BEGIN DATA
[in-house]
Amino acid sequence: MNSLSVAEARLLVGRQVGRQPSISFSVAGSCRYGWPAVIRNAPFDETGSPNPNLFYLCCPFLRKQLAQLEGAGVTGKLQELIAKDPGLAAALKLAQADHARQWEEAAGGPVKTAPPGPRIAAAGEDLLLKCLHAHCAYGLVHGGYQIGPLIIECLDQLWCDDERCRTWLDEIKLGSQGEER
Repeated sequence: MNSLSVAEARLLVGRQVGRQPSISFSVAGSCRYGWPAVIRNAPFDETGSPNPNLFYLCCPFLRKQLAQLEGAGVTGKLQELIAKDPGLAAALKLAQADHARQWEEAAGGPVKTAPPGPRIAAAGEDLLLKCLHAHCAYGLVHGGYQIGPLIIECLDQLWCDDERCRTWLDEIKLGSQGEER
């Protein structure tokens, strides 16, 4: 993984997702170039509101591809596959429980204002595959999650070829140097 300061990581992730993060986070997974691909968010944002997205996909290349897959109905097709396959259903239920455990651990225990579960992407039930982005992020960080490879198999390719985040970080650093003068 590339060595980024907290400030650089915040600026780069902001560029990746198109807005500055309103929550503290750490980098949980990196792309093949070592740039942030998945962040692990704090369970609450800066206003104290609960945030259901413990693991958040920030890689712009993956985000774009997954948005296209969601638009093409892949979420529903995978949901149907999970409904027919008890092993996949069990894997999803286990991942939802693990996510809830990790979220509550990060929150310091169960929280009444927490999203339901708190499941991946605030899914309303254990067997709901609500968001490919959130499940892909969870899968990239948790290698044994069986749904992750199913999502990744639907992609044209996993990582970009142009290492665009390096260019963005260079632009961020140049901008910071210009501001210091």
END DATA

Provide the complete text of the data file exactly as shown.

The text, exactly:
[in-house]
Amino acid sequence: MNSLSVAEARLLVGRQVGRQPSISFSVAGSCRYGWPAVIRNAPFDETGSPNPNLFYLCCPFLRKQLAQLEGAGVTGKLQELIAKDPGLAAALKLAQADHARQWEEAAGGPVKTAPPGPRIAAAGEDLLLKCLHAHCAYGLVHGGYQIGPLIIECLDQLWCDDERCRTWLDEIKLGSQGEER
Repeated sequence: MNSLSVAEARLLVGRQVGRQPSISFSVAGSCRYGWPAVIRNAPFDETGSPNPNLFYLCCPFLRKQLAQLEGAGVTGKLQELIAKDPGLAAALKLAQADHARQWEEAAGGPVKTAPPGPRIAAAGEDLLLKCLHAHCAYGLVHGGYQIGPLIIECLDQLWCDDERCRTWLDEIKLGSQGEER
């Protein structure tokens, strides 16, 4: 993984997702170039509101591809596959429980204002595959999650070829140097 300061990581992730993060986070997974691909968010944002997205996909290349897959109905097709396959259903239920455990651990225990579960992407039930982005992020960080490879198999390719985040970080650093003068 590339060595980024907290400030650089915040600026780069902001560029990746198109807005500055309103929550503290750490980098949980990196792309093949070592740039942030998945962040692990704090369970609450800066206003104290609960945030259901413990693991958040920030890689712009993956985000774009997954948005296209969601638009093409892949979420529903995978949901149907999970409904027919008890092993996949069990894997999803286990991942939802693990996510809830990790979220509550990060929150310091169960929280009444927490999203339901708190499941991946605030899914309303254990067997709901609500968001490919959130499940892909969870899968990239948790290698044994069986749904992750199913999502990744639907992609044209996993990582970009142009290492665009390096260019963005260079632009961020140049901008910071210009501001210091």